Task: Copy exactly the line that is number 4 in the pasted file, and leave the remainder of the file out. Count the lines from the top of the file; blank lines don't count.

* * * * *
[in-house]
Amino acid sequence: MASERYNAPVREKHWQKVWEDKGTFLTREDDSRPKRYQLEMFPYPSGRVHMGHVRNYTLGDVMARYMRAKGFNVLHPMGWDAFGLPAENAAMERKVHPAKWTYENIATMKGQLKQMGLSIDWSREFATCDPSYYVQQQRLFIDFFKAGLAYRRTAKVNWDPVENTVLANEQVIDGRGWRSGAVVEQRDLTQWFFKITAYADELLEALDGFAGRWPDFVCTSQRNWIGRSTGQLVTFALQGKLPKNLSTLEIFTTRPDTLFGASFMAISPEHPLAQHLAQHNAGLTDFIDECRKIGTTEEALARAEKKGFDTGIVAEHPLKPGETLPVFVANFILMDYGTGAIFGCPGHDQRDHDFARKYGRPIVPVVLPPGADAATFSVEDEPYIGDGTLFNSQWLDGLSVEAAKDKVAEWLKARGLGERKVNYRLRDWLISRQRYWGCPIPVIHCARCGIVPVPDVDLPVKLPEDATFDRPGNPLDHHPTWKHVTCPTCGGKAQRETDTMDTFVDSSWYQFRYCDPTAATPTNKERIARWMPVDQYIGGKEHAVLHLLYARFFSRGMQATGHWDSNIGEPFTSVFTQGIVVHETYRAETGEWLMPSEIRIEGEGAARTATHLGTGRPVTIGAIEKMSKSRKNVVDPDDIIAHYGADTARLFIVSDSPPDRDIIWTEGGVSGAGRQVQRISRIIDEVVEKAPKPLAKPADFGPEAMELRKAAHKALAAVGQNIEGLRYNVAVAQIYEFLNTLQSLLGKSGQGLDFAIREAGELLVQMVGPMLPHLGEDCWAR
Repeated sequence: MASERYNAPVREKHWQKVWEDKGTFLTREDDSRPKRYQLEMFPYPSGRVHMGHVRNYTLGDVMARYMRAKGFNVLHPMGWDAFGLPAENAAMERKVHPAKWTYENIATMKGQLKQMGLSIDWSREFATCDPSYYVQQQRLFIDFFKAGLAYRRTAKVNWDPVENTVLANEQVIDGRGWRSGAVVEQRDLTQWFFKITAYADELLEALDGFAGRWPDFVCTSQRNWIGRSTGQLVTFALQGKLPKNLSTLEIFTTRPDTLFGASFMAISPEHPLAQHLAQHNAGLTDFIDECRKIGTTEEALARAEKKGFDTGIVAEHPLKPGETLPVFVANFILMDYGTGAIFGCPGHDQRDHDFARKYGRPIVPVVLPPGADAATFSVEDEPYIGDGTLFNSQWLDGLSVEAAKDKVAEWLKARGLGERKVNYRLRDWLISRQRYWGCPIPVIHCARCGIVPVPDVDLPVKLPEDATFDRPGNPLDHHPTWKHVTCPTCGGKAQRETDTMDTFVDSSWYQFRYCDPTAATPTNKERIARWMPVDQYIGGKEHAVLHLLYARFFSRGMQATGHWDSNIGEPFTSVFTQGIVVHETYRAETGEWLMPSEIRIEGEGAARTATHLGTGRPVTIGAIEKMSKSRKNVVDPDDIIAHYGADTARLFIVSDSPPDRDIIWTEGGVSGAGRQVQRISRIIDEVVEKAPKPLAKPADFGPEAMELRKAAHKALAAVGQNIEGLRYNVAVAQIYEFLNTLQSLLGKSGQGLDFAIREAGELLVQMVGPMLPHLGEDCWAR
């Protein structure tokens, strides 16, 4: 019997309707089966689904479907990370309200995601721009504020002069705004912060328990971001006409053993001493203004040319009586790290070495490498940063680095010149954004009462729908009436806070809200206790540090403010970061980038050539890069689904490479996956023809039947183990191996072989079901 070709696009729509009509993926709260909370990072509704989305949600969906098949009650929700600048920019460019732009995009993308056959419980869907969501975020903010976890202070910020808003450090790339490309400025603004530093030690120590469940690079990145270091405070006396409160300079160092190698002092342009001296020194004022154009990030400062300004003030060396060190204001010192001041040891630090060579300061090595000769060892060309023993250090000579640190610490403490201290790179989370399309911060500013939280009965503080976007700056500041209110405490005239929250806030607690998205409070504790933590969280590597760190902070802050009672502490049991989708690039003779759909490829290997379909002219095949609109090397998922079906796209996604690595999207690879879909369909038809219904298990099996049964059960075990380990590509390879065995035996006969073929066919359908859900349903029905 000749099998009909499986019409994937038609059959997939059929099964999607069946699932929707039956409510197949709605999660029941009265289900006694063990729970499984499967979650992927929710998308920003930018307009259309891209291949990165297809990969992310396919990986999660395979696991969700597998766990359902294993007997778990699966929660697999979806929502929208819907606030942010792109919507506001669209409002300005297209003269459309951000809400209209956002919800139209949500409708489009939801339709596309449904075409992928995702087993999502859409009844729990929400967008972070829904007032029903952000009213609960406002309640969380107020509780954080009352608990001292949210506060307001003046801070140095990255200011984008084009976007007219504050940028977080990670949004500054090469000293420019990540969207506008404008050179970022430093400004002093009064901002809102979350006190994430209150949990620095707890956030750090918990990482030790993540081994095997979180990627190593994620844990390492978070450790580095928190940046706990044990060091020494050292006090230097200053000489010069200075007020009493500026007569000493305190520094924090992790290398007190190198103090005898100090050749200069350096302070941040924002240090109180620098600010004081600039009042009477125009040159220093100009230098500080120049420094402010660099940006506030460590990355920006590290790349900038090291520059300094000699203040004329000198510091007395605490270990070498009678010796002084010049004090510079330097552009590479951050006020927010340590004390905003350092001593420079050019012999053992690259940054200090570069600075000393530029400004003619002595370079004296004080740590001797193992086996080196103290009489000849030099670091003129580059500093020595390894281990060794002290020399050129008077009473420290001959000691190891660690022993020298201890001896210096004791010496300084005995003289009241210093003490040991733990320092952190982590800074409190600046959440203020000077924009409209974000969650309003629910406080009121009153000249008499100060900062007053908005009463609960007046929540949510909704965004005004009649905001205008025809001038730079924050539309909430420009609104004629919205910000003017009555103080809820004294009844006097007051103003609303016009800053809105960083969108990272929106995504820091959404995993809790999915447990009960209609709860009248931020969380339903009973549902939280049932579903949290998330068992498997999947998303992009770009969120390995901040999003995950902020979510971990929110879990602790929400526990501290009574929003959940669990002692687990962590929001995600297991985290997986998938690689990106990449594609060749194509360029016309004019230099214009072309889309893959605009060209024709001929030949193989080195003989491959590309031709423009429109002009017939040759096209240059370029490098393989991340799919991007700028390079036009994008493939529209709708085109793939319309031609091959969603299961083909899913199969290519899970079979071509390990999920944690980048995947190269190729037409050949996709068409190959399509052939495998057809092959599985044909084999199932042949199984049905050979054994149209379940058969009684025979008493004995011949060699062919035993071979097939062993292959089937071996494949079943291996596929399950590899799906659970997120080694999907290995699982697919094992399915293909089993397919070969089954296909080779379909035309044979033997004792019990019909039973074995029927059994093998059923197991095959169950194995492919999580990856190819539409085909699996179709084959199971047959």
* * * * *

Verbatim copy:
């Protein structure tokens, strides 16, 4: 019997309707089966689904479907990370309200995601721009504020002069705004912060328990971001006409053993001493203004040319009586790290070495490498940063680095010149954004009462729908009436806070809200206790540090403010970061980038050539890069689904490479996956023809039947183990191996072989079901 070709696009729509009509993926709260909370990072509704989305949600969906098949009650929700600048920019460019732009995009993308056959419980869907969501975020903010976890202070910020808003450090790339490309400025603004530093030690120590469940690079990145270091405070006396409160300079160092190698002092342009001296020194004022154009990030400062300004003030060396060190204001010192001041040891630090060579300061090595000769060892060309023993250090000579640190610490403490201290790179989370399309911060500013939280009965503080976007700056500041209110405490005239929250806030607690998205409070504790933590969280590597760190902070802050009672502490049991989708690039003779759909490829290997379909002219095949609109090397998922079906796209996604690595999207690879879909369909038809219904298990099996049964059960075990380990590509390879065995035996006969073929066919359908859900349903029905 000749099998009909499986019409994937038609059959997939059929099964999607069946699932929707039956409510197949709605999660029941009265289900006694063990729970499984499967979650992927929710998308920003930018307009259309891209291949990165297809990969992310396919990986999660395979696991969700597998766990359902294993007997778990699966929660697999979806929502929208819907606030942010792109919507506001669209409002300005297209003269459309951000809400209209956002919800139209949500409708489009939801339709596309449904075409992928995702087993999502859409009844729990929400967008972070829904007032029903952000009213609960406002309640969380107020509780954080009352608990001292949210506060307001003046801070140095990255200011984008084009976007007219504050940028977080990670949004500054090469000293420019990540969207506008404008050179970022430093400004002093009064901002809102979350006190994430209150949990620095707890956030750090918990990482030790993540081994095997979180990627190593994620844990390492978070450790580095928190940046706990044990060091020494050292006090230097200053000489010069200075007020009493500026007569000493305190520094924090992790290398007190190198103090005898100090050749200069350096302070941040924002240090109180620098600010004081600039009042009477125009040159220093100009230098500080120049420094402010660099940006506030460590990355920006590290790349900038090291520059300094000699203040004329000198510091007395605490270990070498009678010796002084010049004090510079330097552009590479951050006020927010340590004390905003350092001593420079050019012999053992690259940054200090570069600075000393530029400004003619002595370079004296004080740590001797193992086996080196103290009489000849030099670091003129580059500093020595390894281990060794002290020399050129008077009473420290001959000691190891660690022993020298201890001896210096004791010496300084005995003289009241210093003490040991733990320092952190982590800074409190600046959440203020000077924009409209974000969650309003629910406080009121009153000249008499100060900062007053908005009463609960007046929540949510909704965004005004009649905001205008025809001038730079924050539309909430420009609104004629919205910000003017009555103080809820004294009844006097007051103003609303016009800053809105960083969108990272929106995504820091959404995993809790999915447990009960209609709860009248931020969380339903009973549902939280049932579903949290998330068992498997999947998303992009770009969120390995901040999003995950902020979510971990929110879990602790929400526990501290009574929003959940669990002692687990962590929001995600297991985290997986998938690689990106990449594609060749194509360029016309004019230099214009072309889309893959605009060209024709001929030949193989080195003989491959590309031709423009429109002009017939040759096209240059370029490098393989991340799919991007700028390079036009994008493939529209709708085109793939319309031609091959969603299961083909899913199969290519899970079979071509390990999920944690980048995947190269190729037409050949996709068409190959399509052939495998057809092959599985044909084999199932042949199984049905050979054994149209379940058969009684025979008493004995011949060699062919035993071979097939062993292959089937071996494949079943291996596929399950590899799906659970997120080694999907290995699982697919094992399915293909089993397919070969089954296909080779379909035309044979033997004792019990019909039973074995029927059994093998059923197991095959169950194995492919999580990856190819539409085909699996179709084959199971047959």